Day 1 5 unv-tapiwa tamuruko


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  • The UN General Assembly established the UNV programme in 1970 and appointed UNDP to administer it. In accordance with its mandate, UNV embraces all forms of voluntary action for development, while holding to the values of free will, commitment, engagement and solidarity. Volunteering is a form of social behaviour undertaken freely which benefits the community and society at large, as well as the volunteer, and which is not driven by financial considerations. Photo caption: Kenya … (Cover of the UNV Annual Report 2008)
  • Guided by the principle of Volunteerism for Development, and through its business model of Advocacy, Integration and Mobilization, UNV pursues distinctive contributions to effective development.
  • © Accenture 2001 Key characteristics
  • Online volunteering is a free service from UNV that offers another (free and easy) way for people to volunteer their time and expertise. There are more than 20,000 individuals registered on the website. It is simple and quick. All online volunteering projects are carefully vetted by UNV PROCESS: Organisations register. UNV verifies that each organisation is genuine. Organisations propose a project. UNV checks the projects. The projects are promoted on the website. Volunteers nominate themselves for each project. Organisations choose the expertise that suits them best. All the work is done online. The service is completely free!
  • UNV volunteers are highly experienced, specialised professionals More than one third (37%) volunteer within their own countries Three quarters (76%) come from developing countries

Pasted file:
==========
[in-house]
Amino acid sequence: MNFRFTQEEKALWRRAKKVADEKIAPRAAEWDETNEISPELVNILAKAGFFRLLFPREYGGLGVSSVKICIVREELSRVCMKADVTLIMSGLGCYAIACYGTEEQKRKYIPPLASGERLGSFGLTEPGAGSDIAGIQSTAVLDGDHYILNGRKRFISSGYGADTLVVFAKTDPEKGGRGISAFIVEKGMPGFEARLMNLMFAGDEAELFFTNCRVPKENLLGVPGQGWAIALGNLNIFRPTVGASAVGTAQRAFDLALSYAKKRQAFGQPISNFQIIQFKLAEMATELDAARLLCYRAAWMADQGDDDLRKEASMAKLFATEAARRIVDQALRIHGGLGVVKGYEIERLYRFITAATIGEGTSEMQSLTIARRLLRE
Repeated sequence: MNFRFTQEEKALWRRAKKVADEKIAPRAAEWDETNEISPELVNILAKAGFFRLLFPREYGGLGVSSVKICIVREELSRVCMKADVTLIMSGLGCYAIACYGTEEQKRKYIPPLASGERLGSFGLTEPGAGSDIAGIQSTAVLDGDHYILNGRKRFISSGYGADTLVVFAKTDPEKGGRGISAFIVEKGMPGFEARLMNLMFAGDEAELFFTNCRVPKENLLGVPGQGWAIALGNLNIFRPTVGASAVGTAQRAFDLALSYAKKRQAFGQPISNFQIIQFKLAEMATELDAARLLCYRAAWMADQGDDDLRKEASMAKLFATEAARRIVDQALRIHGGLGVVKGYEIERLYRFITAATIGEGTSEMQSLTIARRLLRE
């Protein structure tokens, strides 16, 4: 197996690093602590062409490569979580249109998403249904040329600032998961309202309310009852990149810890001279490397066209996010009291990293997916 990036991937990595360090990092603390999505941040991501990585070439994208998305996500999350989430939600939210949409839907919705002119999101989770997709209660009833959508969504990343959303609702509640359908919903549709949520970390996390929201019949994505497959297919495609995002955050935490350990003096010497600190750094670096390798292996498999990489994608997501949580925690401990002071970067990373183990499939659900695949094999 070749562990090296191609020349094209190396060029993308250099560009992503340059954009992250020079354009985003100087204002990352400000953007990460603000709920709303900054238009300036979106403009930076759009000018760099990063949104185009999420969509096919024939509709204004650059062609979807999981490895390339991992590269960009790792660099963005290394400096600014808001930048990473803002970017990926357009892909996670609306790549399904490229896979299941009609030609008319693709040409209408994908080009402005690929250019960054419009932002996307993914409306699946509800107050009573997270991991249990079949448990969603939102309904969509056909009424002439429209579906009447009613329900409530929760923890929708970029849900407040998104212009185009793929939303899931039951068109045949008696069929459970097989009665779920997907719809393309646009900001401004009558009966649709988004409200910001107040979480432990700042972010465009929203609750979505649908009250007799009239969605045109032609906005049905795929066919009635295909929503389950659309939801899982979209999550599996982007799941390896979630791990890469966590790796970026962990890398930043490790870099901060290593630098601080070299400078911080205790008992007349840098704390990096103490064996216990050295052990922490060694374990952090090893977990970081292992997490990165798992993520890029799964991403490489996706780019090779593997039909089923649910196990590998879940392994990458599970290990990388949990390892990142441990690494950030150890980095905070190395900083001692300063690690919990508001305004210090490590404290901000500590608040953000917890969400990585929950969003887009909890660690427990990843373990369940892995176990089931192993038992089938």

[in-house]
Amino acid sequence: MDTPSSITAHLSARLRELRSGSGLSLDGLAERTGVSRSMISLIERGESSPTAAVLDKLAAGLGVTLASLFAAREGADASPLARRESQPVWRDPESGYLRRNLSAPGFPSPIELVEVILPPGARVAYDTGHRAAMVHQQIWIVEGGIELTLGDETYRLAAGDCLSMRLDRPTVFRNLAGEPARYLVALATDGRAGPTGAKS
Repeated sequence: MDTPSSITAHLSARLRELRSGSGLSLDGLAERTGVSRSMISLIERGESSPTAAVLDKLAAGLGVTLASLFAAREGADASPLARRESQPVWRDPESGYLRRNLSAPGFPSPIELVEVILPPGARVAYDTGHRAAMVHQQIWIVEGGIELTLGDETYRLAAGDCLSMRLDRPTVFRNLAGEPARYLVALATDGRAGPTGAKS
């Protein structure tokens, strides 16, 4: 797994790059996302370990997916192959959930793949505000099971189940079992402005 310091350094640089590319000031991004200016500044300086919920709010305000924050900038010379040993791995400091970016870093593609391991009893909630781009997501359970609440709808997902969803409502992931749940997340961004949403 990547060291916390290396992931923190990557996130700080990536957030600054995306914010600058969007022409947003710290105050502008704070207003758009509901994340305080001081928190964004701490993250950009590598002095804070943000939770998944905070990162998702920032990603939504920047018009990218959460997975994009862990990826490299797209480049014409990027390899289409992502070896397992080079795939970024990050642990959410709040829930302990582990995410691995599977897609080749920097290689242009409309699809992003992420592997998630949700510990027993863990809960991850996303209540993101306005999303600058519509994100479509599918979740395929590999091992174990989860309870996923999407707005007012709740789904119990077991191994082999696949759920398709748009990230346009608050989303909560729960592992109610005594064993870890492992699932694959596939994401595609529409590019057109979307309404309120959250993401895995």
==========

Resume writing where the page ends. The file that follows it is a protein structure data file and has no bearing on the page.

• 10 million volunteers in the Global Polio Eradication Initiative reach 550 million children. The total value of volunteers in the Polio Eradication Initiative was estimated at US$10 billion; a contribution well beyond the reach of governments or international and national organizations. At the heart of UNV is the conviction that voluntary action by many millions of people is a vastly under recognized and underutilized resource, one that if fully harnessed could strengthen efforts in tackling development challenges worldwide. The International Year of the Volunteer (IYV) 2001 created a global awareness of the power individuals can make to development through voluntary action.
  • Day 1 5 unv-tapiwa tamuruko

    1. 1. Volunteerism as a Key Resource for the LG&LD ApproachTapiwa KamurukoUNV, Development Division13 Nov 2012, Kiev-Ukraine UNV is administered by the United Nations Development Programme
    2. 2. KEY POINTS• Volunteering & Mobilization Strategies;• the Structure of the Volunteer Infrastructure;• the Comparative /added value of volunteerism to the approach;• the Resources/Modalities• Suggestion and recommendations
    3. 3. Volunteering & Mobilisation Strategies1. Promote Global recognition of volunteerism for peace and development;2. Ensure the integration of volunteerism into development programmes;3. Mobilization of increasing numbers of volunteers, and increasing the diversity of volunteers contributing to peace and development;
    4. 4. the AIM Integration of V4DGlobal Advocacy infor V4D Development Planning Mobilization of Volunteers